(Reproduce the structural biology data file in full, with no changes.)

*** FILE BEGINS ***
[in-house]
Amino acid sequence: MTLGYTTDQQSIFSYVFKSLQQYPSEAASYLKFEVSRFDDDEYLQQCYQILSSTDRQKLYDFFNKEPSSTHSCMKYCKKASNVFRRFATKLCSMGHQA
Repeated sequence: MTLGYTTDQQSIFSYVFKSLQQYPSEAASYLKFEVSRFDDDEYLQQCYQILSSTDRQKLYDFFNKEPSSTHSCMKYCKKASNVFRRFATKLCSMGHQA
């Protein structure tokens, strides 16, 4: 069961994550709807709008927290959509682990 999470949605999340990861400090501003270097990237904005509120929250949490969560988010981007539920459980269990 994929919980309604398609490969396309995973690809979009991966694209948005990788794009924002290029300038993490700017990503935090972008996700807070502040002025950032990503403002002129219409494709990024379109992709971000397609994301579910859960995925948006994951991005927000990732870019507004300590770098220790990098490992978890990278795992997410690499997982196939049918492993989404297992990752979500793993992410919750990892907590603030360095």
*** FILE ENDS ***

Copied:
[in-house]
Amino acid sequence: MTLGYTTDQQSIFSYVFKSLQQYPSEAASYLKFEVSRFDDDEYLQQCYQILSSTDRQKLYDFFNKEPSSTHSCMKYCKKASNVFRRFATKLCSMGHQA
Repeated sequence: MTLGYTTDQQSIFSYVFKSLQQYPSEAASYLKFEVSRFDDDEYLQQCYQILSSTDRQKLYDFFNKEPSSTHSCMKYCKKASNVFRRFATKLCSMGHQA
């Protein structure tokens, strides 16, 4: 069961994550709807709008927290959509682990 999470949605999340990861400090501003270097990237904005509120929250949490969560988010981007539920459980269990 994929919980309604398609490969396309995973690809979009991966694209948005990788794009924002290029300038993490700017990503935090972008996700807070502040002025950032990503403002002129219409494709990024379109992709971000397609994301579910859960995925948006994951991005927000990732870019507004300590770098220790990098490992978890990278795992997410690499997982196939049918492993989404297992990752979500793993992410919750990892907590603030360095």